Daily Archives: January 28, 2013

Billionaire Banker Beal’s Latest Bet: Teamwork on Bonds


Mr. Beal’s CXA Corp. ran a pair of advertisements late last year, one appearing in The Wall Street Journal. The ads listed an alphabet soup of residential mortgage-backed securities held by CXA and asked those with positions in the same securities to join the company in investigating possible infractions by banks that sold the debt.

If the groups can prove the mortgages that underlie the bonds were approved through shoddy underwriting, they could be entitled to compensation—CXA’s payday alone could be tens of millions of dollars.

To have a chance at prying money from the banks, CXA needs to gather investors holding 25% of the voting rights in an outstanding issue. The investors can then try to get banks to buy back any loans they say are faulty, for example for misrepresenting the quality of the borrowers.

Mr. Costas says the firm has signed on enough investors in seven of the 93 mortgage-backed securities held by its CXA Corp. unit to take action. He declined to identify those investors who had joined the group.
Sellers of the bonds include units of Bank of America Corp., BAC -1.25% Deutsche Bank AG, DBK.XE +0.93% Citigroup Inc., C -1.10% Goldman Sachs Group Inc.,GS -0.05% Morgan Stanley MS -1.32% and J.P. Morgan Chase JPM -0.85% & Co. Representatives at these firms declined to comment.

And here was the advertisement:

CXA Advertisement in Wall Street Journal Recruits Fellow RMBS Investors for Investigation of Rep & Warranty Breaches

By Structured Finance Litigation Team on November 8th, 2012Posted in Beal Bank, Citigroup, CXA Corporation, Goldman Sachs, Institutional Investors, Investment Banks/Deal Sponsors, Morgan Stanley, Washington Mutual

On November 8, 2012, CXA Corporation, a subsidiary of Dallas, Texas-based Beal Bank USA, placed an advertisement in the Wall Street Journal calling for other investors to join its investigation into possible breaches of representations and warranties in loans underlying RMBS in which CXA invested. According to the advertisement, the list of securities at issue includes RMBS from Citigroup, Goldman Sachs, Morgan Stanley, Washington Mutual, and others, issued between 2004 and 2007. CXA ran a similar advertisement in October in ABS Daily — a publication circulated at the ABS East conference. As noted previously by Debtwire, Lowenstein Sandler represents CXA on its RMBS portfolio, including most of the transactions listed in the advertisement.


Billionaire banker Andy Beal goes after big banks on bad loans

In 2002 billionaire banker Andy Beal had his Beal Bank sue the Federal Deposit Insurance Corp. in a lawsuit that accused the FDIC of originating faulty subprime mortgages to unqualified borrowers. For six years Beal pursued this quest against his very own regulator, until the FDIC agreed to pay $90 million in 2008 to settle the case.

Now Andy Beal has found another seemingly impossible mountain to climb: getting big banks like Bank of America, Citigroup, Goldman Sachs and JPMorgan Chase & Co., to repurchase potentially faulty loans that were sold during the housing boom. According to Katy Burne at The Wall Street Journal, Beal is working to bring bondholders together  to investigate potential misrepresentations and contract breaches by the banks that sold residential mortgage-backed securities.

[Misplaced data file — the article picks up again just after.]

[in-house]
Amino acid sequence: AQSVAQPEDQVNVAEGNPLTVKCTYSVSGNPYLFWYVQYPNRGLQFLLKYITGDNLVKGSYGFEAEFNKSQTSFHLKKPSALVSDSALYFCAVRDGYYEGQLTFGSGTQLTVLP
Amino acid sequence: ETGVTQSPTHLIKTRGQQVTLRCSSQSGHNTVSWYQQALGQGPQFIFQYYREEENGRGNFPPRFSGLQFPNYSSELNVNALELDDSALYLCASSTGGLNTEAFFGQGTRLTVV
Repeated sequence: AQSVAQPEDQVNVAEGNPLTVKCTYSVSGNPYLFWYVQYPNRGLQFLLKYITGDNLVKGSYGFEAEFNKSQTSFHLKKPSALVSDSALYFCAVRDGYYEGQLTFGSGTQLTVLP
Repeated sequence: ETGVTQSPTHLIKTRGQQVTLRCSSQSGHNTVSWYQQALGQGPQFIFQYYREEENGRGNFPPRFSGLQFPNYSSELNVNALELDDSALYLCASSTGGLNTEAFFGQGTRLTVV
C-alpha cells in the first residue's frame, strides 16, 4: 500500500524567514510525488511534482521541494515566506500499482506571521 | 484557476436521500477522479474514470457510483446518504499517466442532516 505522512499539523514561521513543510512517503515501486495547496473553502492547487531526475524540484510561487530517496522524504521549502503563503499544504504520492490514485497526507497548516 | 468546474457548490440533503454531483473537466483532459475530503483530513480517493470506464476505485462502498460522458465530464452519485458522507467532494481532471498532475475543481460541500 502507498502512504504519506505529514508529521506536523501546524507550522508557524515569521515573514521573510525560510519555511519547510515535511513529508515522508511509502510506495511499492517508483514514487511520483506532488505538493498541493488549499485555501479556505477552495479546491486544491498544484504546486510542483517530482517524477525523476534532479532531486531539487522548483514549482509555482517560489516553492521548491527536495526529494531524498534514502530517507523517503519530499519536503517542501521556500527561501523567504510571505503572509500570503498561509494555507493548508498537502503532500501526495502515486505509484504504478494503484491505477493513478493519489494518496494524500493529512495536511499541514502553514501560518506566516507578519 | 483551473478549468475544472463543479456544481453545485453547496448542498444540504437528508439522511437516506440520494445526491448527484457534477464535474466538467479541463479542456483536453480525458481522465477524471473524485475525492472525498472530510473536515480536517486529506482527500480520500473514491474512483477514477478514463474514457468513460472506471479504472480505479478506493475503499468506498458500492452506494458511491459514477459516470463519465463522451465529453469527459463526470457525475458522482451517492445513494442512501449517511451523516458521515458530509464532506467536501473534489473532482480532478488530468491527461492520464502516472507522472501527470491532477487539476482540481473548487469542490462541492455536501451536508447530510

Read on.


Caught Judge Rakoff fever: Colorado judge rejects ‘neither admit nor deny’ SEC settlement

Caught Judge Rakoff fever: Colorado judge rejects ‘neither admit nor deny’ SEC settlement

It’s not exactly an epidemic, but a federal judge in Colorado appears to have caught Rakoff fever.

Two weeks before the 2nd Circuit Court of Appeals will hear oral arguments on whether U.S. Senior District Judge Jed Rakoff exceeded his authority when he rejected the Securities and Exchange Commission’s $285 million settlement with Citigroup, U.S. Senior District Judge John Kane of Denver has refused to approve the SEC’s proposed $12 million “neither admit nor deny” settlement with Bridge Premium Financial and a former Bridge executive accused of running a Ponzi scheme. In a one-paragraph order last week, Kane said he would not approve a deal in which the defendant “remains defiantly mute” about the truth of the SEC’s allegations. “A defendant’s options in this regard are binary: He may admit the allegation or he may go to trial,” Kane wrote. The judge also said he would not consent to any final judgment without an entry of findings of fact and conclusions of law. “These findings are important to inform the public and the appellate courts,” he said.

The ruling seems to represent a change of heart for Kane, who in 2011 approved the SEC’s $4 million settlement with investment advisor Neal Greenberg, even though that deal did not require Greenberg to admit or deny the agency’s allegations.

When Rakoff refused to approve the Citi deal, which involved the bank’s alleged misrepresentations to investors in a complex, mortgage-backed derivative instrument, he said the SEC’s settlement policy does not serve the public interest. “The court, and the public, need some knowledge of what the underlying facts are: for otherwise, the court becomes a mere handmaiden to a settlement privately negotiated on the basis of unknown facts, while the public is deprived of ever knowing the truth in a matter of obvious public importance,” the judge wrote in November 2011 in a now famous 15-page opinion.